Patients’ views

“Going in the chamber helps my general well being”
Marie, multiple sclerosis, September 2013

“I go to the chamber for treatment every week.  I cannot say what it does for my condition, but if I don’t go I know I haven’t been”
John, MS (Multiple Sclerosis), May 2013


My name Nick Noble and I came off my motorbike on 15th September 2014 and broke my tibula, fibula and also had a spinal fracture.

I was fitted with an external fixator on my leg to align the bones and then I was told it was just a matter of time.

Being what I am, I needed to speed up my recovery! I did some research on the internet for some sort of alternative treatment/aid and discovered Chedgrave MS Therapy who have a chamber where you can breathe oxygen under pressure which can help heal br…


What happens after I have contacted the Centre?

We usually ask you to come along to the Centre so that we can show you the chamber and generally discuss your treatment.

We will ask you to speak to your GP giving consent to oxygen treatment. This is a precaution in case there is anything with your condition that may be affected by pressure.

If we are not one hundred per cent sure of any of your medication or condition, we consult Dr Petra Kliempt who is our consultant for the National Multiple Sclerosis Therapy Centres and also the NHS Specialist Trainer in Hyperbaric Medicine. She will then advise us on what a course of treatment to take.

What happens when I have a session in the Oxygen BaroChamber?

You will be asked to leave your car keys, cigarette lighters and ball point pens in the office for safe keeping. The pressurisation may harm certain items.

Once you are inside, the door is closed and the chamber is pressurised with Oxygen. You will be able to talk to a member of staff at all times during the treatment and staff will be able to see you.

You will hear a sound similar to that in an aircraft as the air begins to circulate.

It is necessary to ‘clear’ your ears as soon as the pressure begins to increase. You will be shown how to do this. Clearing your ears helps to equalise the pressure in them and prevent any pain in your eardrum.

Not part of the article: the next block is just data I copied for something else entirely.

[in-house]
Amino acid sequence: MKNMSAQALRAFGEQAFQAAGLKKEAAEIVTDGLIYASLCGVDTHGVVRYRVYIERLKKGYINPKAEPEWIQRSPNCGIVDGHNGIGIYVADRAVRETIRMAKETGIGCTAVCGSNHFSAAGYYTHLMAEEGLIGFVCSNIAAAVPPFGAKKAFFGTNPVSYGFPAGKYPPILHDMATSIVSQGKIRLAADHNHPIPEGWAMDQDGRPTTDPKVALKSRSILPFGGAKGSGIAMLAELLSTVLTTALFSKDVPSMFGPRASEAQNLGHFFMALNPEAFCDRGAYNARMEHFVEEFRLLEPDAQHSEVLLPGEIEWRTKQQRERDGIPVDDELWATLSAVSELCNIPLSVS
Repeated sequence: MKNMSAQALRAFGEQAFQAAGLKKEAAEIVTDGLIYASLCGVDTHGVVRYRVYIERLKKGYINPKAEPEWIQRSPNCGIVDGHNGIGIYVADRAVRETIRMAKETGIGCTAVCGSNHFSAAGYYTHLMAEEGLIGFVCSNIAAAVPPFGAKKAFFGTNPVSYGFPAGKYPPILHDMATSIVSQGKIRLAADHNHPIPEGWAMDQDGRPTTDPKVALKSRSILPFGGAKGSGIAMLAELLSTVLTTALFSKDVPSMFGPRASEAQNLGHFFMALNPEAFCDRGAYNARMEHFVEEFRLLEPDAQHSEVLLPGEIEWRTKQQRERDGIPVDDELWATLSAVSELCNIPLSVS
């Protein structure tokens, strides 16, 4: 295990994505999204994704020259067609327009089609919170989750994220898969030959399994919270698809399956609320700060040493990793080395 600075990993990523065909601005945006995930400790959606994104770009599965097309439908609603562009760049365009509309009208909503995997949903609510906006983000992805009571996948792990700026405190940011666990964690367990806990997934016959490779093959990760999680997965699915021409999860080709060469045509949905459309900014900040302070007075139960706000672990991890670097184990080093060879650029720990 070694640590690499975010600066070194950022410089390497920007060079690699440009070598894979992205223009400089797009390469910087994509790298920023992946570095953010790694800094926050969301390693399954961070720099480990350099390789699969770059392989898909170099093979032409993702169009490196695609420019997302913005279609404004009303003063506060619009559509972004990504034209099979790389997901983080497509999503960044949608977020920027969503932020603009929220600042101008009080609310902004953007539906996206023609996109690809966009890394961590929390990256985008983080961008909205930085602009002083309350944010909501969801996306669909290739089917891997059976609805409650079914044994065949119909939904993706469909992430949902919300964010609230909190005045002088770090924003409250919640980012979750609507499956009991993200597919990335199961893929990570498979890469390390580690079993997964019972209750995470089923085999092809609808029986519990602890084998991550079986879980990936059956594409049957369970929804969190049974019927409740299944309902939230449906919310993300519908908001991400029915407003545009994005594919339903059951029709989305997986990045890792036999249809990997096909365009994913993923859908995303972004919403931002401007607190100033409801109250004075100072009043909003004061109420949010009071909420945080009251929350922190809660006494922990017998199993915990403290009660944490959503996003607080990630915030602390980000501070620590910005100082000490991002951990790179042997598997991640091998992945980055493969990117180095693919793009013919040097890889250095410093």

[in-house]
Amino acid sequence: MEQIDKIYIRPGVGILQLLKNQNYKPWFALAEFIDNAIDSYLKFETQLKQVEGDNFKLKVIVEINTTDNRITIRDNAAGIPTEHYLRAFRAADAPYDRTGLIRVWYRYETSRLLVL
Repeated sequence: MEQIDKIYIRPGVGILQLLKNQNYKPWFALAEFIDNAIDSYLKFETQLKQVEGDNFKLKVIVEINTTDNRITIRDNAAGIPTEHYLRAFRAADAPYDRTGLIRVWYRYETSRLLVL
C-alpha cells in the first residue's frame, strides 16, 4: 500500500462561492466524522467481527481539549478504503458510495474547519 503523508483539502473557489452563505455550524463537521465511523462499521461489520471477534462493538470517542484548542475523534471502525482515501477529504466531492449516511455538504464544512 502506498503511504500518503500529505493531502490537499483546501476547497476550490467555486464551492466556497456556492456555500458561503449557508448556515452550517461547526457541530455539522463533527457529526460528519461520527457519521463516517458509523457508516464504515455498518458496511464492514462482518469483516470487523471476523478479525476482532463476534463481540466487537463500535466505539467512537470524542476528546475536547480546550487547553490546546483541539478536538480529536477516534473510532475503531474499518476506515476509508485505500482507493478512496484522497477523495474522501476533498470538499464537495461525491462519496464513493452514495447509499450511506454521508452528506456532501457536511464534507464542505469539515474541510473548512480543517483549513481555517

When the pressure reaches the correct level, you will be asked to put on a mask to receive 100% oxygen. You will be able to relax, read, or listen to music and you can talk to staff that are operating the chamber if you need anything.

Near the end of the treatment the pressure in the chamber is slowly decreased. You may feel ‘popping’ in your ears during this time. After the decompression phase you can leave the chamber.

The length of each treatment varies on the depth of the treatment. It can last anywhere from 60 to 90 minutes at a time. We usually recommend an initial course of twenty sessions usually repeated over a number of days, or several weeks. The entire course should be completed for maximum benefit and then a top up session once a week or a fortnight to maintain the level of oxygen in your system.

We advise you to postpone a session if you have a severe cold or flu, runny nose or are generally feeling unwell. You should let the Centre know if you have any of these symptoms before starting a treatment session.

Possible side effects of Oxygen treatment

Oxygen treatment has few side effects. These are usually minor and short-lived. If you notice any other problems which you think may be due to the treatment, discuss them with the staff.

  • Fatigue –  you may experience tiredness after a treatment but the effect usually wears off after a few days once the treatment sessions are finished.
  • Ear pain –  before treatment you will be shown how to equalise the pressure in your ears, which can help to prevent any ear problems.
  • Sinuses –  the change in pressure may cause discomfort if you have congested sinuses, usually this can be controlled with decongestant medicine, but occasionally Oxygen therapy needs to be stopped.